Let’s ponder animals. Why are roars so frightening? Well they are for two reasons (I am no biologist, so I may well be way off mark here):

  1. It alerts you to a danger. A lion roaring to get you to back off from its cubs is drawing your attention to it, and to the fact that it is here and it will kick your ass.
  2. Something which has the energy to spare to scream in your face is probably quite sure it can get you without using near all of its power. More complex sounds to create mean it is more in control. If Bob has the time to form KTRGRAAA (harsh, plosive consonants are often somewhat hard to form –  especially in conjunction – while vowels are easy, though heavy on air), then what could he do with that breath if he focused it on beating you up? There is a perhaps a simple reason M and N are quite rare in shouts and screams of some gar quality- they are neither hard to form nor expensive on oxygen.

GAR, being a weird mix of a newly constructed, social response, and primal adoration of the Alpha (fe)male of the pack, will likely draw power from this. Sounds carry meaning. And all of these, they say, “I am big. I am strong. I can waste my energy despite being in a supposedly perilous situation. And I am on your side.” Cue us falling over and becoming the proverbial crying girlchildren, in lack of less sexist words.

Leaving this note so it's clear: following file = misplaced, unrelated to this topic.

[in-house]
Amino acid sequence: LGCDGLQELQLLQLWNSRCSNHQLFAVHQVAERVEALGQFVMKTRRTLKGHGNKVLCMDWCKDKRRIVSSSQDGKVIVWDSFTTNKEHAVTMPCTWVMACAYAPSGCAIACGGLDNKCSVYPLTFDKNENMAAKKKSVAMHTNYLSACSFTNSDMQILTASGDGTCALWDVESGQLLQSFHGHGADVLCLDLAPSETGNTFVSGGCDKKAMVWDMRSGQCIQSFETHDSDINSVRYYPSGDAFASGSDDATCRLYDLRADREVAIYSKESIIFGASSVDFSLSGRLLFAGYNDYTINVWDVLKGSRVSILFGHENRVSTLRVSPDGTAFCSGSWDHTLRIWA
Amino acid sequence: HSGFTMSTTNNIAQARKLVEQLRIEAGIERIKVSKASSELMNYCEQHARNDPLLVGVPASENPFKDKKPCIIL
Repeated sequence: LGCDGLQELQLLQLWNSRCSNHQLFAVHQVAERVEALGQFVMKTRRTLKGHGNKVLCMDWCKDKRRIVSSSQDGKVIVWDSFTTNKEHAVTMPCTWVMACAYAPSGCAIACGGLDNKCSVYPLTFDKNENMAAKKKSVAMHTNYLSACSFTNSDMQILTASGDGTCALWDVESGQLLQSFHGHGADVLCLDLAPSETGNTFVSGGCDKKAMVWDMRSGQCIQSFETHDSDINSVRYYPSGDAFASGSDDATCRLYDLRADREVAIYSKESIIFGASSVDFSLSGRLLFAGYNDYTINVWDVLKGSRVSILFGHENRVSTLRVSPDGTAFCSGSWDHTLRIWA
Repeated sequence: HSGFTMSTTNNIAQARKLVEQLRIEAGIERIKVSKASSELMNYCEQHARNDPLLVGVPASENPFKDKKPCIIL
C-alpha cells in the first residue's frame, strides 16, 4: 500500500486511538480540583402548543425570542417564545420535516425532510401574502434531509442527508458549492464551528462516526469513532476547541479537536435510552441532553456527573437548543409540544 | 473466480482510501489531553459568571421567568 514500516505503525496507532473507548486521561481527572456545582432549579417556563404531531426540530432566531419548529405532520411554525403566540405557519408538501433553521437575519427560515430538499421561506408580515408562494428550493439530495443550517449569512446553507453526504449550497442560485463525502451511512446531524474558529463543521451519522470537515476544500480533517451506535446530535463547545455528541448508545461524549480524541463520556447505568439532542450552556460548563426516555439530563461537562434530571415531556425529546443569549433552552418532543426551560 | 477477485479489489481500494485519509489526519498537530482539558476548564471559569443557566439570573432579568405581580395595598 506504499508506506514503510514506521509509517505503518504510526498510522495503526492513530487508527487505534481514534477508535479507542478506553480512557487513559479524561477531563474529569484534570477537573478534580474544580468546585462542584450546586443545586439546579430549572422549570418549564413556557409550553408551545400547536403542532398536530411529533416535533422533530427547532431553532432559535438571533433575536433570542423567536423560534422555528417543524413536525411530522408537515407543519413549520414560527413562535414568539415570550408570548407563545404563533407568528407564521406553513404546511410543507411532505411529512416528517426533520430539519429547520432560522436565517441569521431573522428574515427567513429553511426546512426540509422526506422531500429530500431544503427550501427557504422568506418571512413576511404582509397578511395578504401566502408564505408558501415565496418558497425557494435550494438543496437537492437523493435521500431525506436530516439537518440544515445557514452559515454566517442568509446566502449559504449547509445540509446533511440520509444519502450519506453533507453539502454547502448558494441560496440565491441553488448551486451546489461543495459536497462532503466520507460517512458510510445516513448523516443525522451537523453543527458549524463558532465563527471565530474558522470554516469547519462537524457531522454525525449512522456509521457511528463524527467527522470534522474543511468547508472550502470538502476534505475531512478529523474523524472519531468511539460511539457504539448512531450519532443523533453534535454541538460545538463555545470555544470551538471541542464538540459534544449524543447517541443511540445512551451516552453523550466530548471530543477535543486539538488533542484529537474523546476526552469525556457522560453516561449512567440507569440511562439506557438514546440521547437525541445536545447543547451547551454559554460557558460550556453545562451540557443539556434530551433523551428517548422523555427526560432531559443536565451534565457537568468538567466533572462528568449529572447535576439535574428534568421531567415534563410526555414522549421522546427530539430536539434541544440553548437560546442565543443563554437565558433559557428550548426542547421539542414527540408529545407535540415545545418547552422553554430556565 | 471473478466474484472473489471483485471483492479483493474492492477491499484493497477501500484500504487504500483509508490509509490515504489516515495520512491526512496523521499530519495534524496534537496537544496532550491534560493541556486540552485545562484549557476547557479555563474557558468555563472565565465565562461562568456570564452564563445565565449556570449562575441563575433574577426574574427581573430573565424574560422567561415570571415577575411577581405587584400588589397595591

Look at this mix of cheese, memes and GAR:

Now what do they have in common except being seen as GAR? Well, SOUNDS. Nonsensical, they don’t carry much semantical weight at all. A lot of them. AND LOUD. It is all there. The harsh (plosive) consonants, the alveolar trill, the long vowels, specifically the [aː] . Selective sampling, you can prove anything with it, of course. But look what sounds can make GAR…